• Bishop Matthew H. Clark

Honoring notable ministers' service

Catholic Courier    |    09.22.2003
Category: From the Bishop


On Sunday, I had the pleasure of traveling to Steuben County to celebrate Eucharist with two of our lively parish communities.

The first stop was at St. Mary’s in Bath for the 9 a.m. Mass and the formal installation of Deacon Ray Defendorf as pastoral administrator of that parish community.

I have known Ray for some time and had the honor of ordaining him to the diaconate. He is a generous, gifted and enthusiastic minister of the Gospel. I am sure Ray has his down moments as we all do, but I think of him as one of the most upbeat individuals I know. And, I want to tell you that he seemed to overflow with happiness to be entrusted with the daily pastoral care of the community.

Part of Ray’s happiness may be his recognition that St. Mary’s is a well-organized parish whose members are gifted and very generous in sharing their talents for the good of the community and the furtherance of their mission.

And, I know that at the heart of Ray’s confidence and positive spirit is his beloved spouse, Pat. I have known Pat for many years, and remember with particular gratitude her service to our Diocesan Pastoral Council and to our Synod process.

I am grateful to Ray, Pat and the people of St. Mary’s for a wonderful celebration and wish them every blessing as they move forward together.

From the 9 a.m. Mass at Bath and our newest pastoral administrator, I went to the 11 a.m. Mass at St. Gabriel’s in Hammondsport and our longest-tenured pastoral administrator.

I refer to Sister Ann Michelle McGill, SSJ, who took on her current responsibilities in 1993, and has served with distinction ever since. During a coffee hour after Mass, it brought me great joy to hear the people share their memories of this past decade and to hear them speak with genuine respect and affection for Sister McGill's presence and ministry among them.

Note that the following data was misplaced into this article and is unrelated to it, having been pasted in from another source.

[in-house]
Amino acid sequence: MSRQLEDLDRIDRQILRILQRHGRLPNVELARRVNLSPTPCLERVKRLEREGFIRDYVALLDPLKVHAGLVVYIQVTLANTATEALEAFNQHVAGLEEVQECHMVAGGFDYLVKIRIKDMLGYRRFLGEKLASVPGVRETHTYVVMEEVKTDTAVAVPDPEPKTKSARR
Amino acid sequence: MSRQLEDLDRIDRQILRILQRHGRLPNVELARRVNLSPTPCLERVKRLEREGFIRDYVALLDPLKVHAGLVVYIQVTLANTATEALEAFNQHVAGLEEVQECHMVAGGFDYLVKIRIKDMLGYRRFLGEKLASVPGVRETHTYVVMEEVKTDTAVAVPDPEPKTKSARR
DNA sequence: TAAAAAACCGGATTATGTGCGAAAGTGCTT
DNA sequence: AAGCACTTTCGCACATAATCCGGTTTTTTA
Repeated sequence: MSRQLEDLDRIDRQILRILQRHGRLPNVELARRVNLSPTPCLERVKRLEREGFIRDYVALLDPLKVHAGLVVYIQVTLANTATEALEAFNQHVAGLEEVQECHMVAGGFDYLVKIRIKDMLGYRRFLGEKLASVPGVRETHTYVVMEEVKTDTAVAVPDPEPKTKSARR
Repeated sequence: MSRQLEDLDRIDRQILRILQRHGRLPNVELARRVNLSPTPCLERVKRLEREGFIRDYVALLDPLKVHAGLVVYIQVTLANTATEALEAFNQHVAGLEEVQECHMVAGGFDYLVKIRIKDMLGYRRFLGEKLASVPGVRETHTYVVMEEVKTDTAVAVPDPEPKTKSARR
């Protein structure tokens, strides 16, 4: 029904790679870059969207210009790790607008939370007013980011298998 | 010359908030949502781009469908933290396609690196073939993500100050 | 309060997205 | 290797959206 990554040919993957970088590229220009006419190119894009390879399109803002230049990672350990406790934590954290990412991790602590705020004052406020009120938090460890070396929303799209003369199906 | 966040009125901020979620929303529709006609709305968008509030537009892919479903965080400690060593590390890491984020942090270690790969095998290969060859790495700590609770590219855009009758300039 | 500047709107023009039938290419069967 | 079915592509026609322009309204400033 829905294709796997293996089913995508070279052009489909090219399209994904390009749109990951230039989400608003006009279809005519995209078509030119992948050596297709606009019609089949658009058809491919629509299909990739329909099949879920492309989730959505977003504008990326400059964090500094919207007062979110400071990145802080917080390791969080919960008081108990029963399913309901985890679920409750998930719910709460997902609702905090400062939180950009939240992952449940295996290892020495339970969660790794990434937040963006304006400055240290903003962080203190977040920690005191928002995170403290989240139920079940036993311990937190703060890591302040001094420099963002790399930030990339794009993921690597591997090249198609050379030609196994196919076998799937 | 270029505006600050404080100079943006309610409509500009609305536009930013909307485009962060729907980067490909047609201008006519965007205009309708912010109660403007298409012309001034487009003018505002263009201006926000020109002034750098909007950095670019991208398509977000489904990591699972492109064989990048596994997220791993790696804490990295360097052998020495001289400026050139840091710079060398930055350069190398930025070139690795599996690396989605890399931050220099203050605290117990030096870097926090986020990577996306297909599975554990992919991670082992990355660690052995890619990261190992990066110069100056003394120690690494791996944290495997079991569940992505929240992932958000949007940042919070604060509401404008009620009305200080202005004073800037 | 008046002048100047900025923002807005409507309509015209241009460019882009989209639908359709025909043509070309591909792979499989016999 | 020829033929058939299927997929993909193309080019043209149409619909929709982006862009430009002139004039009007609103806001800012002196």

One of the special moments of the morning was to be presented with grapes from a vine the parishioners had planted on the parish grounds on the occasion of her installation 10 years ago.

I can’t leave this subject without a word of thanks to Father Pius Pathmarajah, who serves as sacramental minister to both St. Mary’s and St. Gabriel’s, and who assists in the pastoral care at the Veterans Administration Hospital in Bath. Pius came to us from Sri Lanka, and recently has become a permanent member of our presbyterate.

Today, Monday, was one of those back-to-the-office days. I was engaged in meetings for the whole workday except for the funeral liturgy of Msgr. Richard M. Quinn, a beloved priest of our diocese. When I came to the diocese, Monsignor Quinn was pastor of Our Lady of Perpetual Help in Rochester. Earlier he spent many years teaching at St. Andrew’s Seminary and was also the rector of the seminary. That Dick Quinn earned the affection and respect of his students was evident in the large number of our priests who attended today’s liturgy and the prayer service on Sunday evening. Our departed friend would have been 90 on his next birthday.

The rest of the week will be busy enough. Some highlights: tomorrow there will be a luncheon with leaders from parishes participating in the third round of Partners in Faith. On Wednesday we will have a meeting of the Campaign Cabinet for Partners in Faith at the new St. Bernard’s School of Theology and Ministry. This session will be followed by a press conference.

I’ll be spending Thursday and Friday in Douglaston, New York – near LaGuardia Airport – at a meeting with the bishops of the seven other dioceses of New York state. We will spend part of that meeting in conversation with representative priests from those same dioceses.

Peace to all.

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